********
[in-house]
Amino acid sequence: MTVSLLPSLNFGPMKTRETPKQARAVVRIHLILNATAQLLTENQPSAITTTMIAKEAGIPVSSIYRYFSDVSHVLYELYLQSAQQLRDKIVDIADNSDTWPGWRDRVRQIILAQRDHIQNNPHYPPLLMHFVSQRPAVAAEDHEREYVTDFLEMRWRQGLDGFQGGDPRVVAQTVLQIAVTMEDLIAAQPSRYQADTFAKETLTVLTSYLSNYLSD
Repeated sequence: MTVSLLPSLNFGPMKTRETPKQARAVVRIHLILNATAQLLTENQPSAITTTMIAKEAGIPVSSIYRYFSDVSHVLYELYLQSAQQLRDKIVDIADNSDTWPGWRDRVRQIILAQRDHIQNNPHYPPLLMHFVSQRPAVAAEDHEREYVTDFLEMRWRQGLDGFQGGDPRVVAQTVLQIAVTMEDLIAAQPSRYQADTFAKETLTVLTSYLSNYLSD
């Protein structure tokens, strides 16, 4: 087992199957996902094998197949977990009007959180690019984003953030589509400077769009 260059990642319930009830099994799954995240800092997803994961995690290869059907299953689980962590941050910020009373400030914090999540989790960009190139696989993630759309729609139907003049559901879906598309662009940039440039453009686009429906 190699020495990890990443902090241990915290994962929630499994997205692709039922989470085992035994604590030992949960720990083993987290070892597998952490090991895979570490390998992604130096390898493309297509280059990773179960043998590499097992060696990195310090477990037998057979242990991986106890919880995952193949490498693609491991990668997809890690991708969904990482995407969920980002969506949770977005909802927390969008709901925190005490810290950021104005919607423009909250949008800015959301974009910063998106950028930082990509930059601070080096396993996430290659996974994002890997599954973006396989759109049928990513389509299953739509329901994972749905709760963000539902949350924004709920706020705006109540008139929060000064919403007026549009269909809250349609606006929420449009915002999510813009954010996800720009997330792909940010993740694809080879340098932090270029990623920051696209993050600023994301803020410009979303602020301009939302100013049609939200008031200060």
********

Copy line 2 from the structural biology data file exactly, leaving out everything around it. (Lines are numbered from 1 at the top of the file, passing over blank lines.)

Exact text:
Amino acid sequence: MTVSLLPSLNFGPMKTRETPKQARAVVRIHLILNATAQLLTENQPSAITTTMIAKEAGIPVSSIYRYFSDVSHVLYELYLQSAQQLRDKIVDIADNSDTWPGWRDRVRQIILAQRDHIQNNPHYPPLLMHFVSQRPAVAAEDHEREYVTDFLEMRWRQGLDGFQGGDPRVVAQTVLQIAVTMEDLIAAQPSRYQADTFAKETLTVLTSYLSNYLSD